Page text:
In Fall 2017, I took Intro to General Chemistry, or CHEM 111. This fulfilled one of the requirements for my major.
This lecture and lab course is required of all science majors in order to provide a general background in Inorganic Chemistry. The LIFE STEM students took this class together in our own cohort, which made it one of my smallest classes. This course was untraditional in the testing methodology. Instead of traditional large exams, our progress was benchmarked with “quests”, a 5-10 question quiz-test hybrid on a singular Chemistry concept. Quests had two categories: primary and secondary. In order to pass, every student must get an 80% or better on the 6 primary quests. To determine the letter grade, every student had to get an 80% or better on a certain amount of secondary quests. If a student fails a quest, they could re-take it, but those opportunities were rare. This testing strategy threw me off in the beginning and I found myself being very frustrated because this was not a way I had been tested before. However, I studied hard by going to tutoring every week and by getting help from a friend who was a Chemistry major. By the end, I had gotten a better understanding of how to prepare for the quests and I ended up with a good grade. Reflecting back on the class, I now feel neutral about the “questing” system. While I hated their frequency and how one assignment could determine the fate of my grade, I liked the idea of “chunking” the material individually and I liked how short they were. I like to think that by the end of the semester, the challenges of CHEM 111 helped me become more knowledgeable in Chemistry. My hard work and dedication to passing this class pushed me to really learn material for one of the sciences out of my comfort zone. This class pushed my comfort levels because of how hard it was for me, which I think helped me close the mental gap between high school and college mindsets.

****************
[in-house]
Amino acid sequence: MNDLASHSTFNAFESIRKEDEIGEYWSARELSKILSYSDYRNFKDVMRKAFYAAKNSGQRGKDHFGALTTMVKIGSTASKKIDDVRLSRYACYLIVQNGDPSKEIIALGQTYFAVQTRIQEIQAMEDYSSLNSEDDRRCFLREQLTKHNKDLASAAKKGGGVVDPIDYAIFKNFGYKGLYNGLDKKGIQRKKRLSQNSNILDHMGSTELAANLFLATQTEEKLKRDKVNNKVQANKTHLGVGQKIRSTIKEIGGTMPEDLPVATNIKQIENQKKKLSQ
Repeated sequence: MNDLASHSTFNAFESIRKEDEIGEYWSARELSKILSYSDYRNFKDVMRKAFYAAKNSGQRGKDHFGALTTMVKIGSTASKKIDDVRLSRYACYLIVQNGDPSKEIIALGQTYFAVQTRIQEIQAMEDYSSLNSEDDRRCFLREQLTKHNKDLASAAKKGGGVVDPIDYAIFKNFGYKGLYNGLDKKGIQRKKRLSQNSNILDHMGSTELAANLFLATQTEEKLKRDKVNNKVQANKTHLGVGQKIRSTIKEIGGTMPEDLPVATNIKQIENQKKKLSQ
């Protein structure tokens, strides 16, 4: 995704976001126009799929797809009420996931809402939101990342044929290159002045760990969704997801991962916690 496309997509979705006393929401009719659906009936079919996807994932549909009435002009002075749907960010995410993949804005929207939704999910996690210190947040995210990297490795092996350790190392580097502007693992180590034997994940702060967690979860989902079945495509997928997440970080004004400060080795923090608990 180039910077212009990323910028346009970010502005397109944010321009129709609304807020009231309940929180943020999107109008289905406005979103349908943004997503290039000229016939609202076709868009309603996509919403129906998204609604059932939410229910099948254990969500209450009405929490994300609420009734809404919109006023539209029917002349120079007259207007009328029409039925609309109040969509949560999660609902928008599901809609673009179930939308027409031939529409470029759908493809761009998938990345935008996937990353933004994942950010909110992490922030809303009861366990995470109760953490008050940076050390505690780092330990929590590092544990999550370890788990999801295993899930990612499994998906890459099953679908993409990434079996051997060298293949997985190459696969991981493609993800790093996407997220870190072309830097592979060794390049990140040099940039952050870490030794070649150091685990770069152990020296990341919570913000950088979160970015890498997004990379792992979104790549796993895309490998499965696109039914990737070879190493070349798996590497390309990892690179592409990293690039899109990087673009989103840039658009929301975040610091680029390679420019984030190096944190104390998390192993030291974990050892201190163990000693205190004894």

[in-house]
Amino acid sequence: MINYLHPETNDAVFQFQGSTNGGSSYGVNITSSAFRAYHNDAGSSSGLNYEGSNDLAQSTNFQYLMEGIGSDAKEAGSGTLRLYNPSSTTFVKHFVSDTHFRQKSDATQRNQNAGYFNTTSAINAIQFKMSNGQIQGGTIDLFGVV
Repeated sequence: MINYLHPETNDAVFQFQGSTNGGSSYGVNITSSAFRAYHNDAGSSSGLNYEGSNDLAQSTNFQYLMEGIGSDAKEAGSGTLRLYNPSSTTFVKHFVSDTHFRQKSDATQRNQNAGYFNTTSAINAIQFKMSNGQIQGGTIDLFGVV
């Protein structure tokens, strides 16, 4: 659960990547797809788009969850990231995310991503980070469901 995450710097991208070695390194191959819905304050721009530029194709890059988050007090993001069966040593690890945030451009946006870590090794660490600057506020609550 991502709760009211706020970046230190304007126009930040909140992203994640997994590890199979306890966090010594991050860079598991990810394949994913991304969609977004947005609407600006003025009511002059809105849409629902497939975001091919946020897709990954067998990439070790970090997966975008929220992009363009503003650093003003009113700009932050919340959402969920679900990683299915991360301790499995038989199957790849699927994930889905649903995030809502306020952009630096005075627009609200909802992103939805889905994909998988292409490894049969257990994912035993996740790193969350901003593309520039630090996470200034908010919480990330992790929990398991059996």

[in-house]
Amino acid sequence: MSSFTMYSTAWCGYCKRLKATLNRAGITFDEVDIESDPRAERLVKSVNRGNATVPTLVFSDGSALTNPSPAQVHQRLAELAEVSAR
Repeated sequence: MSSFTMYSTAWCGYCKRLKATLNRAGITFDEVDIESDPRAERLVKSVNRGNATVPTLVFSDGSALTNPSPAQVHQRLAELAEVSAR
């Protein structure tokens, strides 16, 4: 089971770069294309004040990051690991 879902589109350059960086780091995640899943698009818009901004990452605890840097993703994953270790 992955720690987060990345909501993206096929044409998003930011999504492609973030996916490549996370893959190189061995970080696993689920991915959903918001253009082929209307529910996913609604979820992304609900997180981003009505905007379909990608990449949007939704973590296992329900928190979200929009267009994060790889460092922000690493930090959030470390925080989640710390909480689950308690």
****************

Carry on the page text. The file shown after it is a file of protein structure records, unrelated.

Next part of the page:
The artifact I chose to include is the Nitrate Project. This project helped tie the LIFE STEM Summer Bridge trip to the Chesapeake Bay to CHEM 111 by analyzing the nitrate levels of the Chesapeake Bay and understanding how higher concentrations of nitrate affect the water. We did this by testing the absorbance of water samples that we took at the Chesapeake Bay and developing a calibration curve to determine the concentration. This assignment brought awareness from a Chemistry perspective on an issue traditionally seen through an Environmental Science perspective. The entire goal of the LIFE STEM Summer Bridge was to determine the health of the Chesapeake Bay, and this assignment was a continuation of that discovery. This assignment helped show me how interdisciplinary today’s issues are in science and not just one branch of science can provide answers.